Charter execs defend accounting, operations

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Charter Communications Inc. executives defended the company Tuesday, saying
growth remains their greatest strength.

The MSO joined Cox Communication Inc., Insight Communications Co. and Comcast
Corp. in posting strong cash-flow growth for the second quarter (ended June 30),
a 14 percent gain on revenues that also grew 14 percent.

That's dramatic growth in an economy where many media companies more
dependent on ad sales are suffering huge declines in revenues and earnings.

But investors are treating Charter as if it were on the verge of Chapter 11,
with its stock down to $3 and many bonds trading at 50 cents on the dollar.

"Trading at a near-bankrupt level, that, I don't understand," said CEO Carl
Vogel in an interview.

But in the wake of the scandal at Adelphia Communications Corp., investors
are asking questions about the way Charter counts subscribers and how it treats
certain labor costs associated with the installation of new services in
customers homes.

On a conference call with analysts Thursday, Vogel insisted nothing is
improper.

"Simply put, the numbers we've reported are correct in all material respects,
and a proper reflection of the economics of our company. Our accounting methods
and disclosures provide a clear picture of our company, its financial condition
and the assumptions underlying our financial presentations," he said.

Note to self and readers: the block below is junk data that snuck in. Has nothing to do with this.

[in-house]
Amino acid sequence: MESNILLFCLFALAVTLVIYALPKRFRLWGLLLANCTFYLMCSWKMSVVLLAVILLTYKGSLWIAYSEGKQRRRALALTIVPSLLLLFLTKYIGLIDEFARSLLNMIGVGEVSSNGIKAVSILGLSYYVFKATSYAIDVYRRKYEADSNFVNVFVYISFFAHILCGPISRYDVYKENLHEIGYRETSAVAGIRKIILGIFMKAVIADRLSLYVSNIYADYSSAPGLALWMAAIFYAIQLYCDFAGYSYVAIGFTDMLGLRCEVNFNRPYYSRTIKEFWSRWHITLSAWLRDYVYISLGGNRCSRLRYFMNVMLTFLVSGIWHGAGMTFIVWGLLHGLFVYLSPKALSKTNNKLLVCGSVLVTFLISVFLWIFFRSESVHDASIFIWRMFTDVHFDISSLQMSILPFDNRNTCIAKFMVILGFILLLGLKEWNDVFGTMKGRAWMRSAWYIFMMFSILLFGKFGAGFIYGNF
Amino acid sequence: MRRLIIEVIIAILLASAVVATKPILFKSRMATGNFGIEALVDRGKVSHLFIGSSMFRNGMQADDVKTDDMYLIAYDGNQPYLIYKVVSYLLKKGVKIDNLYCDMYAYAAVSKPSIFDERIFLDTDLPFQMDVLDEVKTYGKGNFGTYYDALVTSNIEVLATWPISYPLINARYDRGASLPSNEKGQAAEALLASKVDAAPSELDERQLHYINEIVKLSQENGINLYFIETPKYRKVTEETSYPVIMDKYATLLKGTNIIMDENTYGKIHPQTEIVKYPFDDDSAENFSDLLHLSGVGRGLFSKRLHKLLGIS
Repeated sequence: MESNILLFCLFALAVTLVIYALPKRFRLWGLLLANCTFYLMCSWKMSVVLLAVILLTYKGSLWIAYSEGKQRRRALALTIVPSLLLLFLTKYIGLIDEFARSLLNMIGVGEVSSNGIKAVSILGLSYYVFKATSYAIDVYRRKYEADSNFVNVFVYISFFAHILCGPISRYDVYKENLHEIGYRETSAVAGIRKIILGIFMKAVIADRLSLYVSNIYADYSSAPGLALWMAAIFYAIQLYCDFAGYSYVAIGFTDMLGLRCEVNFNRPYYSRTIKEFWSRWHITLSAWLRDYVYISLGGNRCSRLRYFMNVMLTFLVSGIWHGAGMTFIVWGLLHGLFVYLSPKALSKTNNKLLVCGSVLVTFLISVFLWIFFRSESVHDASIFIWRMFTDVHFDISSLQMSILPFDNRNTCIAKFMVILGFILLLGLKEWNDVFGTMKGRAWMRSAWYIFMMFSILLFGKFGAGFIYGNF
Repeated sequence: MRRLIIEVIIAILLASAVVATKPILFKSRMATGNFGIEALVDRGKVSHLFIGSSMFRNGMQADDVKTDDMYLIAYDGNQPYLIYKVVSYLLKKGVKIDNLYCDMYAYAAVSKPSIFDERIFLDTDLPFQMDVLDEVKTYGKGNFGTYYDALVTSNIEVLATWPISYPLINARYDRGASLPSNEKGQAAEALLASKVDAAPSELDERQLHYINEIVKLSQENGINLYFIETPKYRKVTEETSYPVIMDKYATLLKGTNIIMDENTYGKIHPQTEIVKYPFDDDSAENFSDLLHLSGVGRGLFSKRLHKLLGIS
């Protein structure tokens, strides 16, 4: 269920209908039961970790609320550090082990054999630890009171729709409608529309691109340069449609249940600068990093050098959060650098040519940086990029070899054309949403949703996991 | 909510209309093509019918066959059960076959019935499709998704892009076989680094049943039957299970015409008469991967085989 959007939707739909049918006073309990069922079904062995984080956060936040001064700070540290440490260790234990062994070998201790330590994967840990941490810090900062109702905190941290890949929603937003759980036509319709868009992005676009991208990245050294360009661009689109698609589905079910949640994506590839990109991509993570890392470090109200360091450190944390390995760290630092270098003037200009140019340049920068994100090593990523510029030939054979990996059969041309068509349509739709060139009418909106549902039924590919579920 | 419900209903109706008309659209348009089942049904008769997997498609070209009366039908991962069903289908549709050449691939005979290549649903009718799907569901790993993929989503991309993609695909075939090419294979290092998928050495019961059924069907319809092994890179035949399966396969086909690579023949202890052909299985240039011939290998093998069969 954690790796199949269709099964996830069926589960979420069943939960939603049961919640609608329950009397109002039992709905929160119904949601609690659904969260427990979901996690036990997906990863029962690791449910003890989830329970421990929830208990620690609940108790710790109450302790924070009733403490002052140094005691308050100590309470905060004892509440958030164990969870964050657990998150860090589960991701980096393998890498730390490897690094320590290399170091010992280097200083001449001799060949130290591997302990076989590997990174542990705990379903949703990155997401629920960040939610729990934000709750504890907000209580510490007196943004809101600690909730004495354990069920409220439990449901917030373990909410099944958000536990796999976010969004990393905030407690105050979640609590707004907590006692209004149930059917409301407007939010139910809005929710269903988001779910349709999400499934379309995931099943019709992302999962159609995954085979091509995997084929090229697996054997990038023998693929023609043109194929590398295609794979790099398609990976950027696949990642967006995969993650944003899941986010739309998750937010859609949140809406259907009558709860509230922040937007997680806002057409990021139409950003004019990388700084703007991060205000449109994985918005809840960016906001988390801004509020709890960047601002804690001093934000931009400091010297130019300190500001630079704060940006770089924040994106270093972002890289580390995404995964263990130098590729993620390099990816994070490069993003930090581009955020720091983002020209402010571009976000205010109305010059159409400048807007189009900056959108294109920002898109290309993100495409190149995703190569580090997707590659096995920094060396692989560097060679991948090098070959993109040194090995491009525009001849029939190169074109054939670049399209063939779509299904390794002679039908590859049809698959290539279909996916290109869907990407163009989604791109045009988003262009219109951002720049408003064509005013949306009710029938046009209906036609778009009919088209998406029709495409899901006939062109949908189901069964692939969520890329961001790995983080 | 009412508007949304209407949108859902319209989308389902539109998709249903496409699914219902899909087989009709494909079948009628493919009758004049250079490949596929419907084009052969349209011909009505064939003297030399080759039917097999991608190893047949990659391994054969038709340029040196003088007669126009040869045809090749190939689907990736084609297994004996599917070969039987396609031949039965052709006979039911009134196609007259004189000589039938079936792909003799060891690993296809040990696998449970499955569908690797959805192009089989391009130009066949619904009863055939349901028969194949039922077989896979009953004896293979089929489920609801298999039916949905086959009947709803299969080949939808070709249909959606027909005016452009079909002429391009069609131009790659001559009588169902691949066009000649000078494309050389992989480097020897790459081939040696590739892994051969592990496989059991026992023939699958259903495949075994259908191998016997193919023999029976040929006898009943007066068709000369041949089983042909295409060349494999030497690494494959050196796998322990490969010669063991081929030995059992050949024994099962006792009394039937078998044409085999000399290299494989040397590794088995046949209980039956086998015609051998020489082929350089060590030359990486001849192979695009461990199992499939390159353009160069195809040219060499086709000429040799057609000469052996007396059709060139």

Vogel acknowledged a report in Broadcasting & Cable two weeks ago
that Charter was looking to sell systems serving about 600,000 small-town subs
and was seeking about $1.8 billion. But he said in an interview that he's under
no pressure to sell and won't unless he gets offers of 11-13 times cash flow for
the systems.

Vogel added that he has not discussed any deals with multibillionaire
chairman Paul Allen about restructuring the company's finances.

With Charter's debt trading so low, investment bankers are peppering Allen's
Vulcan Ventures with proposals to buy up the bonds at a discount and trade them
to Charter for more equity, which could dramatically improve Charter's balance
sheet and, hence, the value of the its stock. "You'll have to talk to Vulcan,"
Vogel said, when asked what Allen might be planning.

But Vogel said that while he's tempted to pull the same trick, using
Charter's $2.3 billion in available bank lines to buy in bonds at a discount, he
won't do it out of concern that the bank markets will remain rocky and Charter
couldn't borrow more cash if it needed to.

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